Archbishop Castro acknowledged that while Lemoyne did everything possible to reach a humanitarian agreement that would secure the release of hostages being held by Marxist rebels, peace negotiations have advanced little.
The archbishop also said that many saw the decision to suspend mediation coming, and he thanked Lemoyne for his six years of working for peace in Colombia.
, Jan 26, 2005 (CNA) - The pro-abortion group "Catholics for a Free Choice" (CFFC) is intensifying its efforts to get abortion legalized in Brazil, as the group prepares to participate in the World Social Forum which will be held January 27-31 in Porto Alegre.
The forum will begin on Thursday with a round-table discussion on the decriminalization of abortion, during which pro-abortion material will be distributed and attendees will be required to sign a statement of commitment to the campaign.
As it has in the past, CFFC is using distorted data to argue that a "large number" of women each year in Brazil are hospitalized due to back alley abortions.
CFFC will hold a meeting in Cais do Porto, which will be attended by the Special Secretary for Policies for Women, Nilceia Freire, and the president of the Hispanic division of Catholics for a Free Choice, Maria Jose Rosado.
Quito, Ecuador, Jan 26, 2005 (CNA) - The secretary general of the Bishops Conference of Ecuador, Bishop Jose Vicente Eguiguren Samaniego, is calling on the government to guarantee the right to protest in the streets of the country.
The bishop said a recent march organized by city officials in Guayaquil is "a democratic right of citizens." He said authorities have the duty to ensure the demonstrations are peaceful.
The march was organized by the city government of Guayaquil in part in order to demand the government grant approval to private security firms that would act in parallel with the police force.
At the same time, groups allied with the federal government organized their own counter-protest in Guayaquil. The government has called on both groups to refrain from protesting in order not to prove confrontations.
Rome, Italy, Jan 26, 2005 (CNA) - Two Italian priests are outraged by a company that has used the image of the Virgin Mary for an ad campaign, calling it “blasphemy” and “profanity,” reported the AFP.
The ad in Saturday's daily newspapers shows a miniature statue of the Virgin Mary on the dashboard of a car holding a miniature wheel. The ad, placed by a company specializing in online auto taxation and registration services, was intended to their services in paying car tax.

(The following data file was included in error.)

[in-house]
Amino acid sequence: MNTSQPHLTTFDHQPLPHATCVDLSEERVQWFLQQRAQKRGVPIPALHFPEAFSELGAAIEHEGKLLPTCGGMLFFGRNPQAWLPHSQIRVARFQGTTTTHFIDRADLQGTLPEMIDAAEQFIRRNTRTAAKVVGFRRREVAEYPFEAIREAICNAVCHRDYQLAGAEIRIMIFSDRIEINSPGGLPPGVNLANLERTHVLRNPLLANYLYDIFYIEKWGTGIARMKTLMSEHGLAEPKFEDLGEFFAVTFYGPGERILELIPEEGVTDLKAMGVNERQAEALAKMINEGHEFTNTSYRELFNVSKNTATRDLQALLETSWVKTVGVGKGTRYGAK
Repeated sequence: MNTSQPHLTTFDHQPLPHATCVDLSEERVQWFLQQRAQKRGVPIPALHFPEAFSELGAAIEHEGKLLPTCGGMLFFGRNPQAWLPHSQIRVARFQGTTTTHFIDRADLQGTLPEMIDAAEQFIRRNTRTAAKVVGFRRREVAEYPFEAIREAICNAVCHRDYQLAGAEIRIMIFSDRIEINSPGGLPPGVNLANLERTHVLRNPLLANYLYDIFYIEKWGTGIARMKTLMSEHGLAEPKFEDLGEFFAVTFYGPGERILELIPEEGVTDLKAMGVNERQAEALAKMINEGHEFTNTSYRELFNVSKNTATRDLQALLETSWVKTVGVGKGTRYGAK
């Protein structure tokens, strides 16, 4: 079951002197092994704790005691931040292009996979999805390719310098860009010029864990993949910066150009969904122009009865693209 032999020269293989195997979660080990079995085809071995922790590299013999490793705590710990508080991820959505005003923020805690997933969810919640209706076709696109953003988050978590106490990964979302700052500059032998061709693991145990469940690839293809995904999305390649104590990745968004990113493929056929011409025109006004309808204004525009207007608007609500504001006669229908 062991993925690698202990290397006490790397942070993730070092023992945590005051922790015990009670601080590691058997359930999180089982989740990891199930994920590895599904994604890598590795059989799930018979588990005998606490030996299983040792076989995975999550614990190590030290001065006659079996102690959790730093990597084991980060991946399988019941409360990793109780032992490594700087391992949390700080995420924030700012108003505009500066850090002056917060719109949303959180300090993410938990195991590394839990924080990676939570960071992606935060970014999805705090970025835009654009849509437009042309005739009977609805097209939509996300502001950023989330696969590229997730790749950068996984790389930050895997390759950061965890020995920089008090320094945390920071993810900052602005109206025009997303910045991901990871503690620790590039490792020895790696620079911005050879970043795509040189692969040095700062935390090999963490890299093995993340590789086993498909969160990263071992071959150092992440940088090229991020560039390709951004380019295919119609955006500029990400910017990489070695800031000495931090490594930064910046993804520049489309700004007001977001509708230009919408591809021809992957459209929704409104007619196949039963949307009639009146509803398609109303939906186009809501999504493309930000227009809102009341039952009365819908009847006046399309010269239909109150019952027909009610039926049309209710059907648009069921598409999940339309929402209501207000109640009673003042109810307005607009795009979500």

"I find this is a clear offence to good taste, showing a lack of respect for all believers and a clear and manifest blasphemy," said well-known commentator Fr. Antonio Mazzi.
"I don't think it's altogether correct to exploit one of the most sacred figures in Christianity in such an unconsidered way,” he said.
Theologian and political commentator Fr. Gianni Baget Bozzo described the ad campaign as a "profanity."
Los Angeles, Calif., Jan 26, 2005 (CNA) - The worldwide 2004 box-office hit “The Passion of the Christ” was shut out in the nominations for best picture category of the Oscars.
Mel Gibson’s film on the last hours of Christ’s life was also out of all of the other major award categories. It did, however, land three minor nominations for makeup, cinematography and score. It won a People's Choice Award for best drama film earlier this month.
Liberal documentary filmmaker Michael Moore was also shut out of the best picture category for his anti-Bush flick "Fahrenheit 9/11."
He had withdrawn his film from the documentary category, which he won two years ago for "Bowling for Columbine," in order to take his chances on the best picture prize. No documentary has ever won best picture in Oscar history.
Despite Gibson’s Passion of the Christ being overlooked, Catholic League President William Donahue questioned, “so how do we explain the three nominations, even if they are second-tier categories? Chalk it up to Hollywood guilt. Having been criticized for months for not giving Mel a fair shake, it looks like the Hollywood elite got the message. In any event, it seems plain that Catholic guilt has been successfully exported to Hollywood. And by any standard, this is truly a miracle for the ages.”
Donahue cited numerous Hollywood observers including an article in Newsweek, which claimed, “A lot of older Academy voters, who are largely Jewish, refuse to even see this movie.”
The article further noted that, “Hollywood, with its Jewish roots, did not experience ‘The Passion’ as a transcendent religious and emotional event, as many other viewers did.”